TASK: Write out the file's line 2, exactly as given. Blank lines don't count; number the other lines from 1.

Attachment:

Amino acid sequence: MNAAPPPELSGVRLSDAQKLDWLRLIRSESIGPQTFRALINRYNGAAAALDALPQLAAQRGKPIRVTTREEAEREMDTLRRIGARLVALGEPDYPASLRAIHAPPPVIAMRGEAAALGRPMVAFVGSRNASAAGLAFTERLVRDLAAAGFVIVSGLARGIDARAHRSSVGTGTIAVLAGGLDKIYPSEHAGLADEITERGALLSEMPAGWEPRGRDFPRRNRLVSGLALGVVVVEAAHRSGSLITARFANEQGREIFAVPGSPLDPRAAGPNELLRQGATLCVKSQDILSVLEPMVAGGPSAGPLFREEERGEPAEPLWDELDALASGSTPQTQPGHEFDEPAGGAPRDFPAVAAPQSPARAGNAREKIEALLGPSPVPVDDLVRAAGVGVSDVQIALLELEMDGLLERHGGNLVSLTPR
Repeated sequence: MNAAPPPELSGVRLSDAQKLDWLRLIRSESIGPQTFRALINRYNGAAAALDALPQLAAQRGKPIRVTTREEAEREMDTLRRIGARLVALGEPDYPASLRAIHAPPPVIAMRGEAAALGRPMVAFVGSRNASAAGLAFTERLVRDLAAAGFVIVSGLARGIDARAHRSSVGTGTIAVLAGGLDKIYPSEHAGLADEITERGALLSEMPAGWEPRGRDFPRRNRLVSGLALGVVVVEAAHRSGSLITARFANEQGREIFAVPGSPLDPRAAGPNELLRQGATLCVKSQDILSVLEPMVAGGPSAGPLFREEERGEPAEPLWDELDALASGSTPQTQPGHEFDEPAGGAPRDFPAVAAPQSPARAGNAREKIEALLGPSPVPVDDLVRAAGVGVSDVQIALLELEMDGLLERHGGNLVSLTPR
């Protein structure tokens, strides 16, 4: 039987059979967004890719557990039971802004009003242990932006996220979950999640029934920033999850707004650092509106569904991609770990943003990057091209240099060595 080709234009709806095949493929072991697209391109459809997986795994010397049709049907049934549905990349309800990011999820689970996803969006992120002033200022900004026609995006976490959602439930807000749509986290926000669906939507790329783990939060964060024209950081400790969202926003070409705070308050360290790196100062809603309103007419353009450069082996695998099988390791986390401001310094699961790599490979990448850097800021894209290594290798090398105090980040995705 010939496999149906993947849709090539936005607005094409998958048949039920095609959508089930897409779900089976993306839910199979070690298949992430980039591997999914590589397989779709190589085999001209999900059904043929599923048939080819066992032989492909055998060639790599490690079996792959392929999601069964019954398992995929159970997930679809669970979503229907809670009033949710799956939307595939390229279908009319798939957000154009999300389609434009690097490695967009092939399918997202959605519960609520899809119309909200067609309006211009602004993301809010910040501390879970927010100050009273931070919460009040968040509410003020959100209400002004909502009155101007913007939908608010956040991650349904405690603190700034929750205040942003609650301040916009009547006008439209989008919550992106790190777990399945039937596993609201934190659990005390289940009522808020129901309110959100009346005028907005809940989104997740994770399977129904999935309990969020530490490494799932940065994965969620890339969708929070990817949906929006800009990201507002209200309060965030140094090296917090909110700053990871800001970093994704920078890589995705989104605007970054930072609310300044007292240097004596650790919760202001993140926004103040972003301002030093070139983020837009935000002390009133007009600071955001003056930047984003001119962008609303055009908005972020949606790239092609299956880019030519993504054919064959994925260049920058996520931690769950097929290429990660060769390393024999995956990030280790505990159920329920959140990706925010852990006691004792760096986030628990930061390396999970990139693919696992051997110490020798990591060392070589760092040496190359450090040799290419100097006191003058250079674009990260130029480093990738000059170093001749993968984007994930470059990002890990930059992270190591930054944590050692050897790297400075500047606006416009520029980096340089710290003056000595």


Repeated sequence: MNAAPPPELSGVRLSDAQKLDWLRLIRSESIGPQTFRALINRYNGAAAALDALPQLAAQRGKPIRVTTREEAEREMDTLRRIGARLVALGEPDYPASLRAIHAPPPVIAMRGEAAALGRPMVAFVGSRNASAAGLAFTERLVRDLAAAGFVIVSGLARGIDARAHRSSVGTGTIAVLAGGLDKIYPSEHAGLADEITERGALLSEMPAGWEPRGRDFPRRNRLVSGLALGVVVVEAAHRSGSLITARFANEQGREIFAVPGSPLDPRAAGPNELLRQGATLCVKSQDILSVLEPMVAGGPSAGPLFREEERGEPAEPLWDELDALASGSTPQTQPGHEFDEPAGGAPRDFPAVAAPQSPARAGNAREKIEALLGPSPVPVDDLVRAAGVGVSDVQIALLELEMDGLLERHGGNLVSLTPR